Restricted free agency is also big. Combined with the rookie scale contracts, restricted free agency is pretty much why Cleveland held on to Lebron for 7 years and why Chris Paul will be entering his 7th year in New Orleans. The idea is that even if these guys want to leave when their rookie deal is up, any new contract from an outside bidder can be matched and therefore, the player realizes that he doesn’t have much choice and gives it a go in his current market. It is then up to the owner to keep said player happy.


As noted before, the NBA does have a select few players who have contracts there are guaranteed for the maximum of 6 years. What fans forget to realize is that the owners don’t have to give them these deals. The market dictates the player’s worth and it’s then up to the owner if he wants to give in to market demands. A great example is that of the Hornets and James Posey. Most fans will say that Posey shouldn’t be guaranteed more than 1 year at a time. What they forget is that the Celtics were offering Posey a 3 year deal. Therefore, in order to guarantee that he sign with the Hornets, George Shinn would have to offer a 4th year. It was then up to Shinn and management to decide if Posey was worth the risk and then went for it. It backfired but again, most of us saw it coming. Management felt that it was worth signing him because they thought he was the missing link so they took what they considered was a necessary risk but nowhere did anyone hold a gun to Shinn’s head. The Celtics established his market value and it was up to the competition to decide his value and if they wanted to outbid.

Also, it should be noted that there are only 12 to 15 players on a roster. You can all the more justify guaranteed deals when there are only a handful of other guys you have to pay. Despite having rosters of 25 or more players, MLB and NHL also have guaranteed deals but for whatever reason, it’s not nearly as criticized as it is in the NBA. Even the NFL, the supposed torch bearer for sticking it to the players, has a large chunk of guaranteed money going to it’s players. For example, you have a guy on a 10 year deal with 6 years guaranteed. People will pump their fist at the fact that 4 years have no guarantee but completely ignore the fact the first 6 years are guaranteed and those 6 years are longer than over 90% of the contracts in the NBA due to the maximum length on deals that I discussed earlier.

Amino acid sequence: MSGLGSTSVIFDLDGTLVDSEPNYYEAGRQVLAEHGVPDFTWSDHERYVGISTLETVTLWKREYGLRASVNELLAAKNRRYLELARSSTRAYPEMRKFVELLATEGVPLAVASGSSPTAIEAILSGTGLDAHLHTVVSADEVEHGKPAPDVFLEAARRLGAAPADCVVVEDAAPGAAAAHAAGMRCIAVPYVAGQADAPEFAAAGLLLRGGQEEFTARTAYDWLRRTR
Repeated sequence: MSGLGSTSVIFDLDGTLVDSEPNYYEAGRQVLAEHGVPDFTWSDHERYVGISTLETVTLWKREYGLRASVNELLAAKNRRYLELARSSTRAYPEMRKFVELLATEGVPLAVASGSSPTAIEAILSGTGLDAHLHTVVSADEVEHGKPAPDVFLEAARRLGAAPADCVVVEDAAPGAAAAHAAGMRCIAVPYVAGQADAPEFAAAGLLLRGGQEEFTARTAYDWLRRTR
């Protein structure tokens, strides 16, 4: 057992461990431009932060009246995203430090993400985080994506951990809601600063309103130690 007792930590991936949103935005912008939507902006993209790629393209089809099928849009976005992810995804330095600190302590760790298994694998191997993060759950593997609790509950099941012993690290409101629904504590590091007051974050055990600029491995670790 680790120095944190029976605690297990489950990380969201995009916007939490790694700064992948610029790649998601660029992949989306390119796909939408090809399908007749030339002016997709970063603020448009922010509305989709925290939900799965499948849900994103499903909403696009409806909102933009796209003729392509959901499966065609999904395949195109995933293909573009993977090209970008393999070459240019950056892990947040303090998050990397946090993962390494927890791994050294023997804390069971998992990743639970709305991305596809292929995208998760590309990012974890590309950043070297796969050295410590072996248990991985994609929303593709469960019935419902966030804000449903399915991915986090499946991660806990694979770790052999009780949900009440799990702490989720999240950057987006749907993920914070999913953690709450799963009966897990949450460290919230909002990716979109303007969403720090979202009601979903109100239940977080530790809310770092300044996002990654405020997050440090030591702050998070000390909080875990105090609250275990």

We hear it all the time, especially among Hornet fans. “We need to get rid of guaranteed contracts and we need a hard cap!!” to which I reply “BE CAREFUL WHAT YOU WISH FOR!!!”. If you thought that the creation of the Miami Heat superteam was a bad thing and don’t like the concept of superteams in general, then I agree wholeheartedly with you. Because of that, I want the guarantees in place for good.